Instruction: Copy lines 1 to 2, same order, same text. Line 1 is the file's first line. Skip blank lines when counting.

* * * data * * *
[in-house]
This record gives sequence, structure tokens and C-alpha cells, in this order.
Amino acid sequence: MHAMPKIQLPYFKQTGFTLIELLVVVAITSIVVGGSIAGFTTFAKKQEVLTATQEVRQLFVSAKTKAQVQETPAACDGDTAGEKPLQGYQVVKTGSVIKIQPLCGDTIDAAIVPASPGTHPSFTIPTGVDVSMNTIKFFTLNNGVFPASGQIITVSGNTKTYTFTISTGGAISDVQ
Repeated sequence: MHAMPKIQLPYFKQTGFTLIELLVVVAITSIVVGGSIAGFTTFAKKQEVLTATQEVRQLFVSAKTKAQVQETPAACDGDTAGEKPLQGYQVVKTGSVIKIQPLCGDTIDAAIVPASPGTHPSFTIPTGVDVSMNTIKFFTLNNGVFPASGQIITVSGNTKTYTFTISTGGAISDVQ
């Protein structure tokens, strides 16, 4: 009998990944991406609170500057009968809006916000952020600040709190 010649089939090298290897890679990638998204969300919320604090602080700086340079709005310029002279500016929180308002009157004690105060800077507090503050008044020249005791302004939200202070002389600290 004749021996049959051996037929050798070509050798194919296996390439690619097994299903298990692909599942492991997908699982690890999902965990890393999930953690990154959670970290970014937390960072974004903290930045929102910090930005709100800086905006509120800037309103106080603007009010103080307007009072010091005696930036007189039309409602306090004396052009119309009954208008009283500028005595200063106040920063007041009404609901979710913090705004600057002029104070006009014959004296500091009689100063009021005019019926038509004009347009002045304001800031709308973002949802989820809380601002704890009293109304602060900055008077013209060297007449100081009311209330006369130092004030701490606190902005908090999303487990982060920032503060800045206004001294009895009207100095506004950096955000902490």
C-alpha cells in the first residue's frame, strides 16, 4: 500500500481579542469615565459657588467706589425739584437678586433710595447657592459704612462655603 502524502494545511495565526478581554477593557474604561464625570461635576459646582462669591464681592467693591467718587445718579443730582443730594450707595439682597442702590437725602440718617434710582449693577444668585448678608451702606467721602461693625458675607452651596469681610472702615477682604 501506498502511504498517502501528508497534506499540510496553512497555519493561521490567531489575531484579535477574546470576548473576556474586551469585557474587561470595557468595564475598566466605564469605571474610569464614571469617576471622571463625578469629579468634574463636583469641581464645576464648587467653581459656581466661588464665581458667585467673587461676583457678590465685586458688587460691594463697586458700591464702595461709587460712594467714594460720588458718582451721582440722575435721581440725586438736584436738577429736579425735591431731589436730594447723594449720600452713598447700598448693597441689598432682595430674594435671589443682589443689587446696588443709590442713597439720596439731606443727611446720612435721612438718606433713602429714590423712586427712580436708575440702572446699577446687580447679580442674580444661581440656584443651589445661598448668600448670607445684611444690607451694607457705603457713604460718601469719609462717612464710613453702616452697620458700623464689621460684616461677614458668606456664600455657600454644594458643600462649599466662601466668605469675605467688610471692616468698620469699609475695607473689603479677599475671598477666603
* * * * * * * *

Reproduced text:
[in-house]
This record gives sequence, structure tokens and C-alpha cells, in this order.